As Republican John McCain's surprise pick in a hard fought campaign against Democrat Barack Obama, Palin attracted controversy but also a strong following in the Republican Party's conservative base.

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Thursday, November 6, 2008

Thoughts from Around the World on the Barack Obama Election

I thought it would be interesting to grab some quotes and headlines from around the world on the election of Barack Obama.

Nelson Mandela of South Africa:
"Your victory has demonstrated that no person anywhere in the world should not dare to dream of wanting to change the world for a better place.

Nicolas Sarkozy of France:
"At a time when we have to confront immense challenges together, your election raises great hopes in France, Europe and in the rest of the world.

The Times of London - The New World
Frankfurter Allgemeine Zeitung (Germany) - Barack Obama: In America Everything is Possible
The Sun (Britain) - One Giant Leap for Mankind
O Globo (Brazil) - Change Has Come
II Giornale (Italy) - The World has a new Emperor
Pravda (Russia) - A Change for the Better

Wednesday, November 5, 2008

Obama Wins Historic Election in a Rout

Barack Obama rode a wave of voter discontent to a historic Election victory, promising change as the first African-Amercian US president but facing enormous challenges from a deep economic crisis and lingering wars overseas. Obama led Democrats to sweeping victories around the country that expanded majorities in both houses of Congress as Americans emphatically rejected President George W. Bush's leadership.

Newspaper headlines captured the momentous nature of the result. A New York Times banner headline said simply "OBAMA", while the Washington Post declared "Obama Makes History" and USA Today: "America makes history; Obama wins". The son of a black father from Kenya and white mother from Kansas, Obama was born at a time when black Americans were still battling segregationist policies in the South. His triumph over Republican rival John McCain on Tuesday is a milestone that could help the United States bury its long and often brutal history of racism.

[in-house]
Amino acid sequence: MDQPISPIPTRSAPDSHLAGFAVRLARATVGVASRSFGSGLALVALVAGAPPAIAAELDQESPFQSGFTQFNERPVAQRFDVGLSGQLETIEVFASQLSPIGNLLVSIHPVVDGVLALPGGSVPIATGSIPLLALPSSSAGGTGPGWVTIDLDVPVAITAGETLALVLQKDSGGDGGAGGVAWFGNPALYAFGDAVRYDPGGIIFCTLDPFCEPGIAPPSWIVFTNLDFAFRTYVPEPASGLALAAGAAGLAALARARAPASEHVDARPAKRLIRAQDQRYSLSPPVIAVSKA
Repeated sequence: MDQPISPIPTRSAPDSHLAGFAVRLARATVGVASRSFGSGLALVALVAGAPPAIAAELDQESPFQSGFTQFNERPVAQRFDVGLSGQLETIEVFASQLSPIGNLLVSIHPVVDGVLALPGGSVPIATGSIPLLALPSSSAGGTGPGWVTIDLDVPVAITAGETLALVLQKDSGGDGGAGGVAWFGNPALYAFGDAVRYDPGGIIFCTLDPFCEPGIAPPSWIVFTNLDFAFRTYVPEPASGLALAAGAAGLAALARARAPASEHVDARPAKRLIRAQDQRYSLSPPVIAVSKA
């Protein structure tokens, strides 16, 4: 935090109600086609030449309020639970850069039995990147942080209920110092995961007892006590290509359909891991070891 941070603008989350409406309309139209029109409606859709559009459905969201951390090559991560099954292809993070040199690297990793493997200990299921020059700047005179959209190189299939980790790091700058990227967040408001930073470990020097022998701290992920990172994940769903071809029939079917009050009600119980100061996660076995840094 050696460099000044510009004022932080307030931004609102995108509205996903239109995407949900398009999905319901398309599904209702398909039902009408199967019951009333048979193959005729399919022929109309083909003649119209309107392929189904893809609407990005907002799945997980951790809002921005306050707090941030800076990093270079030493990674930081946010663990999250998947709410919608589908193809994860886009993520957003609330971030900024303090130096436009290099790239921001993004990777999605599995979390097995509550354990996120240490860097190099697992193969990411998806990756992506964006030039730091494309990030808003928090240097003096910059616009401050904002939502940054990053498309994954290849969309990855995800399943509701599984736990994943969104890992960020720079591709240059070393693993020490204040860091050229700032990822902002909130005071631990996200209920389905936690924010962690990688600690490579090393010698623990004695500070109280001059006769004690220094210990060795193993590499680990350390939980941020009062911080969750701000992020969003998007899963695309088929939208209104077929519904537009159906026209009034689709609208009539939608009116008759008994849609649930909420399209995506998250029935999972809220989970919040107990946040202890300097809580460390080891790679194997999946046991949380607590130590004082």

"It's been a long time coming, but tonight, because of what we did on this day, at this defining moment, change has come to America," Obama, 47, told more than 200,000 ecstatic supporters gathered in Chicago's Grant Park to celebrate.

Raucous street celebrations erupted across the country, but Obama will have little or no time off to enjoy the victory. He was expected to start work on Wednesday on planning a course for his formal takeover on January 20 and putting together a team to tackle the huge challenges at home and abroad. Initial market reaction was muted. Analysts said Obama's victory had been largely priced in and concerns about the global economy were paramount.

The dollar rose against major currencies following its biggest one day slide in 13 years, but US stock index futures were down by between 1.3% and 1.6%. Obama won at least 349 Electoral College votes, based on results in state votes, far more than the 270 he needed. With results in from more than three quarters of US precincts, he led McCain by 52% to 47% in the popular vote.

He will face intense pressure to deliver on his campaign promises. He has vowed to restore American leadership in the world by working closely with foreign allies, to withdraw troops from Iraq in the first 16 months of his term and to bolster US troop levels in Afghanistan. But his immediate task will be tackling the financial crisis, the worst since the Great Depression. Obama has proposed another stimulus package that could cost about $175 billion and include funding for infrastructure and another round of rebate checks.

A first-term Illinois senator who will now be the 44th US President, Obama said he would work to ease the country's sharp political divisions and listen to those who voted against him.